SAUK CITY - In a summer that was filled with cool temperatures and relatively low water levels, Scott Teuber's business may have been one of the exceptions.

His Wisconsin River Outings canoe rental business on the Wisconsin River saw a 27.5 percent increase in revenue compared to 2008.

Just a few hours from Chicago and Milwaukee, and 20 minutes from Madison, Teuber has taken advantage of his location and the recession.

For $40 a day, his clients can silently paddle the undammed Lower Wisconsin River - home to eagles, herons, deer, smallmouth bass and snaking sandbars that can limit motorized boat travel.

Some take four to seven days to paddle the 92 miles from the Highway 12 bridge to the Mississippi River, but most take day trips lasting three to eight hours.

"The biggest thing is providing a quality product," Teuber, 42, said. "Ninety-nine percent of my customers are out to have a good time and relax."

Business down, with water

The good times, however, weren't as numerous as in past years on some of the state's other popular canoeing and kayaking rivers; many paddle and float-tube businesses reported drops in business that matched the fall of the water line.

Suzanne and Gary Bryant have about two dozen canoes and kayaks but most of the revenue from their 10-year-old business comes from the 300 inner tubes they rent for floats down the Sugar River starting in Albany.

The couple's S&B Tubing has seen steady growth, but this year business was down more than 50 percent compared to last season. Cool temperatures and untimely rains had more to do with the lack of business than the cost of renting a tube, $12 for three hours.

"I was thinking the economy would have helped, but it was the weather," Suzanne Bryant said of the reason for the decline in business. "There was still profit, but this summer was not good compared to summers past."

Drought up north

In northern Wisconsin, drought conditions the last four years have hampered recreational activities on lakes and rivers, according to the Wisconsin Geological and Natural History Survey.

On the South Fork of the Flambeau River northwest of Phillips, David Kelly, who has owned and operated Flambeau Sports for 25 years, said he had "lots" of cancellations and, at times, had to tell customers not to make the trip to Price County.

"It's real tough to do. The business is right there but I tell them what it is," Kelly said. "When you have the water, it's one of the best rivers in the state."

Mike Wild, owner of Wolf River Guides in Langlade County in northeastern Wisconsin, said the low water on the Wolf River and the economy have hurt his business, which specializes in instruction. A one-day course costs about $110.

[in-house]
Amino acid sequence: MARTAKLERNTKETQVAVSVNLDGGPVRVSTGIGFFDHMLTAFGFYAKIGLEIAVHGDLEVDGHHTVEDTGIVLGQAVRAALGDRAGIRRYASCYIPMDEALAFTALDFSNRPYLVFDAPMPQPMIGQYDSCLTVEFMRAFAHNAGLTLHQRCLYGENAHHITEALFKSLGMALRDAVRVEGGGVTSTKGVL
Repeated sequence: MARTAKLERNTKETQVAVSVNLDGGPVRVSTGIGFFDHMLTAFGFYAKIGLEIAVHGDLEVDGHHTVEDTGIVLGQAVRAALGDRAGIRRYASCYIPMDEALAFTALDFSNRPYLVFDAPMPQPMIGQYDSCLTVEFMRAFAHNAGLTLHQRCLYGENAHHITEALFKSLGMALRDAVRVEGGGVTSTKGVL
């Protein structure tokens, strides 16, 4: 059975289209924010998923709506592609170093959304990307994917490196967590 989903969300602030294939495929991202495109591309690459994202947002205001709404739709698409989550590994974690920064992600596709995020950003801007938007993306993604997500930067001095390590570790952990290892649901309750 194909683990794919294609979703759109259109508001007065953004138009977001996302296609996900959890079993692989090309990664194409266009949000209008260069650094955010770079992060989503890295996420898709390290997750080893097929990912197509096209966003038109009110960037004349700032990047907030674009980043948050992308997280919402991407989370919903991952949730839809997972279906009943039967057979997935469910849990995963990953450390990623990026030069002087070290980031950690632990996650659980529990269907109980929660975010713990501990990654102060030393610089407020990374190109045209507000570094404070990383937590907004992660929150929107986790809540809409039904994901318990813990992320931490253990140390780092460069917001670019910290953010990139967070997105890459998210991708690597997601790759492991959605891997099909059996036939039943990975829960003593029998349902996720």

"The Wolf was as low as it's ever been" said Wild, who has been paddling the river for 20 years and has owned his business since 1997. "For me, the love of teaching is why I do it. If it was for the money, I would have given it up a long time ago."

On the winding Kickapoo River in Vernon County, a lack of flooding meant about average water levels for renting canoes and kayaks out of the Kickapoo Yacht Club in Rockton.

Owner Mike Donovan, a retired Vernon County sheriff's deputy, said weekend rains and the economy resulted in an average year for the business he opened in 2000.

"If the weather holds and the economy doesn't get any worse, I would expect about the same" for next year, he said. "On this river, everything is based on a flood or no flood and rain or no rain on the weekends."

Optimism reigns

Back on the Wisconsin River, Teuber is also optimistic about the future. When he bought his Boscobel business in 2003, it had one location and 58 canoes. In his first season, he doubled revenues. Since that time, he's added 117 canoes and kayaks, moved to a new location in Boscobel and purchased another canoe company. In 2006, he also purchased a former feed mill in Boscobel and is close to finishing a renovation project on the building, constructed in 1867, that is now his home. The base for the canoe rental is next door.

He expanded to Sauk City in 2006, first out of a shed on the northeast side of August Derleth bridge and for two years at Snuffy's Campground across Highway 12. This season, he is back at the northeast side and has added a small retail shop in the former bait shop. The shed is used for storing life jackets.

"This river should be a gold mine for southwestern Wisconsin," Teuber said. "This should be the next Door County."

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